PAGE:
19:The Epic Sex Series – Part 2: Mormon Honeymoon Sex

Brandt hosts a wonderfully frank and intimate discussion surrounding issues of sex and sexuality for newly engaged and newly married LDS members with panelists Greg and Letti Rockwell and Megan Von Ackerman.

 

Play

19 Comments

  1. mconder

    You guys should do an episode on LDS and divorced or single over 30. This is a whole world of LDS weirdness you guys need to explore. I could definitely assemble a panel. You have a group of people who have been in long term marriages, who are required to revert back to their BYU sexual selves. You can only imagine the result. At least 80% of the men go inactive, while 80% of the women stay active. I think the women usually stay active due to the fact they have their kids most the time, so they bare the extra guilt that their kids would go wayward. So, both of these 80% groups are dating each other. The men mostly are looking to get some action, and the women want to find a peter-priesthood replacement father for the 4 young kids at home, someone who doesn’t look at porn or wack off in the shower like their old husband that they kicked to the curb. The sad thing is that the are dating all of the guys who were looking at porn, wacking off, or visiting Momonthink.

    I saw a discussion on a Facebook group with over 1,000 members posted by a woman who said it’s strange that the non-LDS guys treat them better than the guys they dated off the LDS dating websites. That particular thread just exploded with over 200 comments with other LDS women agreeing, that they had been treat better going on dates with non-LDS guys from non-LDS dating websites.

    Honestly, there are a lot of women who just shut it all down completely. They become unobtanium to the guys in this social circle, because they realize they are not going to find their peter-priesthood from this group of men. I’ve had many of them tell me they are ok with getting their kids raised and just dying alone, rather than compromise their standards. I am a very young and fit 42, and I have dated some of the most beautiful single LDS women on the Wasatch and it saddens me that their unrealistic expectations might prevent them from a relationship with a person they genuinely love, but will not take them to the temple. I have had a few situations where everything was working, except the Church. I think you guys would really appreciate my story about the 30 year old virgin I was engaged to about a year after my marriage, from one of the most orthodox, picture perfect LDS families you could possibly imagine. After we were engaged, we started having sex and the whole thing went to crazy town from there.

    The men don’t go to Church, because they don’t want to be the creepy single guy in a family ward. The better looking women sometimes feel ostracized by the other women in the ward, because they represent a potential threat to the married men.

    So, this age group is really a wasteland of loneliness for some, or a minefield for others who want to maintain the highest standards with regard to morality. Anyway, there are thousands of these people in the valley. I know this group of people so well, I can give you the stereotypical description of a woman between 28-38. Recently divorced, moved back in with parents with her 3-4 kids, didn’t finish college, has no employable skills, husband doesn’t pay child support, is going back to school to become a nurse or a teacher. These women are often crushed extra weight of Church callings because of their time commitment to children, school, and their menial job they sometimes work. If you do end up going on a date with them, they will likely not be able to find time in their schedule for a second date for 3-4 weeks.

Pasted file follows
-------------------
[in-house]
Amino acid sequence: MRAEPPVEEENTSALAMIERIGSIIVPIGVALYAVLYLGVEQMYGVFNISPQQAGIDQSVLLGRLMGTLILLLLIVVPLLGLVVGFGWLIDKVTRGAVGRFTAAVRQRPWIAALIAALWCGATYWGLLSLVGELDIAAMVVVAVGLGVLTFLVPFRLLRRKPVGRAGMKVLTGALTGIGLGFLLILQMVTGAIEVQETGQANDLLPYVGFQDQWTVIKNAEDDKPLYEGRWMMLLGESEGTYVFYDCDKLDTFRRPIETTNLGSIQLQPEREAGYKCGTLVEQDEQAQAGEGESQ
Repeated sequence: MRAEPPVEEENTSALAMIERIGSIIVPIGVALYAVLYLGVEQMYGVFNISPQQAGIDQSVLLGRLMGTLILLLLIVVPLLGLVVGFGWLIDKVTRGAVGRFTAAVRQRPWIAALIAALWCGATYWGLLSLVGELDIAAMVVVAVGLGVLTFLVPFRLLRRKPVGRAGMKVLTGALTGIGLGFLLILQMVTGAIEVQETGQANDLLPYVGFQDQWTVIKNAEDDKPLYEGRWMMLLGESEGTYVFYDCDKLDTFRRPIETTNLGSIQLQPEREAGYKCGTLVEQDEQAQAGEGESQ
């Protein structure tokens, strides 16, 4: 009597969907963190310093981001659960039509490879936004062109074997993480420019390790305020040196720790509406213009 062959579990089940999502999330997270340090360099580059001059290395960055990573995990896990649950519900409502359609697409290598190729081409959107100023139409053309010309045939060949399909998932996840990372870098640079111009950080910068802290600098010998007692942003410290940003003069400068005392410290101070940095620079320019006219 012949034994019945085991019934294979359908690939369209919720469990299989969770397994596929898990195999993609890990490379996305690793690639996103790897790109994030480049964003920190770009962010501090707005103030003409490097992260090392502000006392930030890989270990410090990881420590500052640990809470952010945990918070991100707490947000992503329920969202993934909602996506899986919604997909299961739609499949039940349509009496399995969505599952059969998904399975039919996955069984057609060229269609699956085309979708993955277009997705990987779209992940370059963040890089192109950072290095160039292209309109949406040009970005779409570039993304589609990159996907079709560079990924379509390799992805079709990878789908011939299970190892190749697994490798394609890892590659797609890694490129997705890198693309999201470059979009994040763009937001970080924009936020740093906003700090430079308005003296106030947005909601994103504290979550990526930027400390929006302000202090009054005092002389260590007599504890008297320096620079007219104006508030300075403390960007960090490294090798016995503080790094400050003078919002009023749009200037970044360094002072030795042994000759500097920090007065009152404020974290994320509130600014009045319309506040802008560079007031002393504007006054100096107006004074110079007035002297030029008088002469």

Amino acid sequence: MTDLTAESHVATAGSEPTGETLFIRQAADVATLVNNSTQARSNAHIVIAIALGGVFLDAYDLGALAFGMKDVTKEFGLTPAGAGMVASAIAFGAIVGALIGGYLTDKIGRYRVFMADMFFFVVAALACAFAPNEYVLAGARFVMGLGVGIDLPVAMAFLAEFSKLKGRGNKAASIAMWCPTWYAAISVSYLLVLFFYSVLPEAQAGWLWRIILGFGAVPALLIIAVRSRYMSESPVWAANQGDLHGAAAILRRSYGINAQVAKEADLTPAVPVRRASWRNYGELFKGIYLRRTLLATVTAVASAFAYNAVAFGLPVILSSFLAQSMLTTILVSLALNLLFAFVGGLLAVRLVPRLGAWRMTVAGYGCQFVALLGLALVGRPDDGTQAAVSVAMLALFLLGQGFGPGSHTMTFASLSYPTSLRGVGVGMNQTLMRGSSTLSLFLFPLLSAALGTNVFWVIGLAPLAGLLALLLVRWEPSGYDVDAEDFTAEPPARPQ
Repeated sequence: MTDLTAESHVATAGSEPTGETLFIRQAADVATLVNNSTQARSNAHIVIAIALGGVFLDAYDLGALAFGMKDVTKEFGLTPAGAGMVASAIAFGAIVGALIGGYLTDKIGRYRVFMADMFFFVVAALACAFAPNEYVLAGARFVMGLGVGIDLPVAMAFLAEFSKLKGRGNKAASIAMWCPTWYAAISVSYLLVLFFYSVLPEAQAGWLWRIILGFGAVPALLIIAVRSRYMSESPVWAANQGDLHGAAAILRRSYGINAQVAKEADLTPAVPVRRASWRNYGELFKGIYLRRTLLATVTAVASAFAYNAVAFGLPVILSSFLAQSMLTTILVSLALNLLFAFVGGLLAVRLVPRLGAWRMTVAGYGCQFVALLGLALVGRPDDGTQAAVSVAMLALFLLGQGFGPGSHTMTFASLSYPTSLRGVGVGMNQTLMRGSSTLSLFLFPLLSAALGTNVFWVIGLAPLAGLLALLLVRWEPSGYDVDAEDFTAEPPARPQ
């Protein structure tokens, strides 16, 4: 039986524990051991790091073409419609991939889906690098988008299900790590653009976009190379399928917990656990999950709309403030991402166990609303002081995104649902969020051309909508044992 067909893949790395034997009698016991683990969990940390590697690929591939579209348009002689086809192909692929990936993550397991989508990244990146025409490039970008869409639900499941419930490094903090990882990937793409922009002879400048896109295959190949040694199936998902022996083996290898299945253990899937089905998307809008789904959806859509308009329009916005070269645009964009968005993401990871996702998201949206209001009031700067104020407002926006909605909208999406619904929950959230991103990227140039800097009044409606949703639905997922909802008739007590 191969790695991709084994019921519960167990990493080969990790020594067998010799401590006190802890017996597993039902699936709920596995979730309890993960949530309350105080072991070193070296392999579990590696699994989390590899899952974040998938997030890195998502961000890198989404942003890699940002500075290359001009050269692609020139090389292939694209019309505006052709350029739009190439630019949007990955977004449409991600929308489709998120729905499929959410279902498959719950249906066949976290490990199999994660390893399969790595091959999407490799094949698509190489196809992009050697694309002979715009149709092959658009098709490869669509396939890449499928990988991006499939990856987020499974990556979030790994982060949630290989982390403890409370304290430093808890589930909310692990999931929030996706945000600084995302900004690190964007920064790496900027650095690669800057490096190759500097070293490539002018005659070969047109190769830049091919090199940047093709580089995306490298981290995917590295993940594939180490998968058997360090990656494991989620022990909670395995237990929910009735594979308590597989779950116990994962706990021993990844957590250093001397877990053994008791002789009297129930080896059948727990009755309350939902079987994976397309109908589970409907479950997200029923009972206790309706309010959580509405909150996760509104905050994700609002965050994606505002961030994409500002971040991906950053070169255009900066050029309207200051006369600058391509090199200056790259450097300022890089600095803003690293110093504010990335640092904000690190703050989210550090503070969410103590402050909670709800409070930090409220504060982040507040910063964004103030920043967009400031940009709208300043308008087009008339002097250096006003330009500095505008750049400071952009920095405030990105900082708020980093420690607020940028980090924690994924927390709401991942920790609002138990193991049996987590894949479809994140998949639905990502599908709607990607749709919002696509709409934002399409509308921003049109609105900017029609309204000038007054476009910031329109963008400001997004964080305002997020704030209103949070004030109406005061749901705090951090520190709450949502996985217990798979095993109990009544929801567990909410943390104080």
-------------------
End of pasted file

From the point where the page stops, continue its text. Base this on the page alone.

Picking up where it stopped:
Trust me when I tell you, this is one of the most fascinating, forgotten groups in the Church.

    Reply Nov 23, 2012 @ 12:09:36
  2. Christopher Allman

    I recently heard an episode of “Backstory’ (an excellent history podcast I would recommend to anyone) about the history of courtship. They spoke about dating values in different generations and mentioned that several decades ago it was the style for people to date as many partners as possible and that the more status one had the greater variety of people one went on dates with. The hosts of the show found this difficult to imagine, but to me it was familiar because it is precisely how things are in Mormonism. They even talked about sayings people had to encourage more dating that were just like sayings within mormonism, like if you only try one flavor of ice cream you might be missing out on your favorite from never having tried it.
    On one hand, I can see how if one is in a culture where marriage is highly valued and sex is forbidden, it might naturally lead to people striving to go on as many dates as possible, since that may be the quickest path towards marriage. However, I also wonder if this is simply an artifact of the brethren having grown up in the era when it was valued to go on as many dates as possible and this is what makes them uncomfortable with today’s ‘hangout’ culture, leading them to try and instill the dating values of their youth onto young people today. As the older generation of leaders dies away and people who grew up in times with different dating standards enter the leadership, perhaps new dating standards will work it’s way into mormonism (a few generations late), or possibly the unique culture of Mormonism will make it so that our value on having a large number of dating partners will remain?

    Reply Nov 23, 2012 @ 15:31:22
  3. Bradley Hintze